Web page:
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What Are You Reading? > 2018 - Where is your bookmark?

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message 1: by Diana S (last edited Dec 31, 2018 05:03AM) (new)

Diana S | 472 comments Mod
We're starting anew for 2018! :D

Here's the place to share the books you are currently reading?

This thread will come to end December 31 at 11:59 pm

message 2: by Carol (new)

Carol | 2289 comments Haunted Marshall by Brian Mason
Haunted Marshall by Brian Mason

Discover one man's nine-year journey into Michigan's most haunted town. This book is a complete guide to your own personal ghost tour of Marshall, Michigan and that which goes bump in the night in one of the largest historic districts in the country. Experience the hidden secrets of a small town as Brian Mason delves into the tales, legends, and folklore of a people steeped in mystery and a community bound by those from beyond. From the gun-slinging saloon days to a home cursed by its owner's indiscretions, Haunted Marshall is a book for any collection. This is the story of a man, his horse and a dream that led him to uncover paranormal activity.

This short little book is an account of paranormal activity that is occurring in a small town just 16 miles from my town and one that I visit often...although I have never seen a ghost... but then I may not be in the right places. It's entertaining and informative and really makes no difference if you are a believer in the supernatural or a skeptic. What's the old saying..."there are more things between Heaven and Earth...."?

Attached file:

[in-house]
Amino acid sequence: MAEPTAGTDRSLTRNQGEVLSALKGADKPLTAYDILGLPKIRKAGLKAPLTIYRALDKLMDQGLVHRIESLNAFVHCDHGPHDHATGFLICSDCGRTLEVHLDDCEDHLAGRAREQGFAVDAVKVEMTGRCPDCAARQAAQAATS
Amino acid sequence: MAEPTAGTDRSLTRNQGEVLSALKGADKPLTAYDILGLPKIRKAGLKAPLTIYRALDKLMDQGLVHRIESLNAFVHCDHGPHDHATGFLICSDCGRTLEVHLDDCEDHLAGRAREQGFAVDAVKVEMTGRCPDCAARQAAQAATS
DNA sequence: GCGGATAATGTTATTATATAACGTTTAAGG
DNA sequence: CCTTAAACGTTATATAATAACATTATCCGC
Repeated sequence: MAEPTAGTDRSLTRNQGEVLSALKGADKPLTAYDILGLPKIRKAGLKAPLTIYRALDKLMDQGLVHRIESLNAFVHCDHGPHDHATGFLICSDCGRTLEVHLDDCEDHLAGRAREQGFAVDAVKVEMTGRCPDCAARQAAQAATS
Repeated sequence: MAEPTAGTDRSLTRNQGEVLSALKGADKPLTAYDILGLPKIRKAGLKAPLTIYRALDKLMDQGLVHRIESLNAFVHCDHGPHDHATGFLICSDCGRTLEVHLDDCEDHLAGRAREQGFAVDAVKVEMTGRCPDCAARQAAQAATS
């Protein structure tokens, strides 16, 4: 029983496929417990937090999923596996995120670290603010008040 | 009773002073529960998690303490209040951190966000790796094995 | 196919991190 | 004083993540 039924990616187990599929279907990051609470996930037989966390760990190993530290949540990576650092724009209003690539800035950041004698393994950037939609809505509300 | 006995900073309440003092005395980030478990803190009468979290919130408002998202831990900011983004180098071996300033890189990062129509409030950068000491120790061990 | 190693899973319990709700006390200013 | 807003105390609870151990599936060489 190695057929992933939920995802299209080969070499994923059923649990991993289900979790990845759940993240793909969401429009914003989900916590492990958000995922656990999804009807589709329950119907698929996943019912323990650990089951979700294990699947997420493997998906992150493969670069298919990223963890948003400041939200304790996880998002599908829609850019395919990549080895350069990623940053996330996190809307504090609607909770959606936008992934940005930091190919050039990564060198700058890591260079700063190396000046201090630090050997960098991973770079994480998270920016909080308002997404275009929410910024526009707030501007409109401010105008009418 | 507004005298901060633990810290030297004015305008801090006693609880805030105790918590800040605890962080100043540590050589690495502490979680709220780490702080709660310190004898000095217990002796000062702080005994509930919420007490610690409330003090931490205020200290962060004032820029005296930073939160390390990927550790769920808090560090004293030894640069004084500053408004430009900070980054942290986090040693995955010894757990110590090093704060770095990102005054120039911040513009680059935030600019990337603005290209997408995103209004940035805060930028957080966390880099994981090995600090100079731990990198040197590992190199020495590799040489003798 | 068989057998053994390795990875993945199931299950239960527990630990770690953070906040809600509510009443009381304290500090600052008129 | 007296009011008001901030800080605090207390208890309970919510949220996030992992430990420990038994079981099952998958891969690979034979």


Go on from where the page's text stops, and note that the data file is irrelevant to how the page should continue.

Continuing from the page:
message 4: by Carol (new)

Carol | 2289 comments House on Foster Hill by Jaime Jo Wright
The House on Foster Hill by Jamie Jo Wright

Kaine Prescott is no stranger to death. When her husband died two years ago, her pleas for further investigation into his suspicious death fell on deaf ears. In desperate need of a fresh start, Kaine purchases an old house sight unseen in her grandfather's Wisconsin hometown. But one look at the eerie, abandoned house immediately leaves her questioning her rash decision. And when the house's dark history comes back with a vengeance, Kaine is forced to face the terrifying realization she has nowhere left to hide. A century earlier, the house on Foster Hill holds nothing but painful memories for Ivy Thorpe. When an unidentified woman is found dead on the property, Ivy is compelled to discover her identity. Ivy's search leads her into dangerous waters and, even as she works together with a man from her past, can she unravel the mystery before any other lives--including her own...are lost?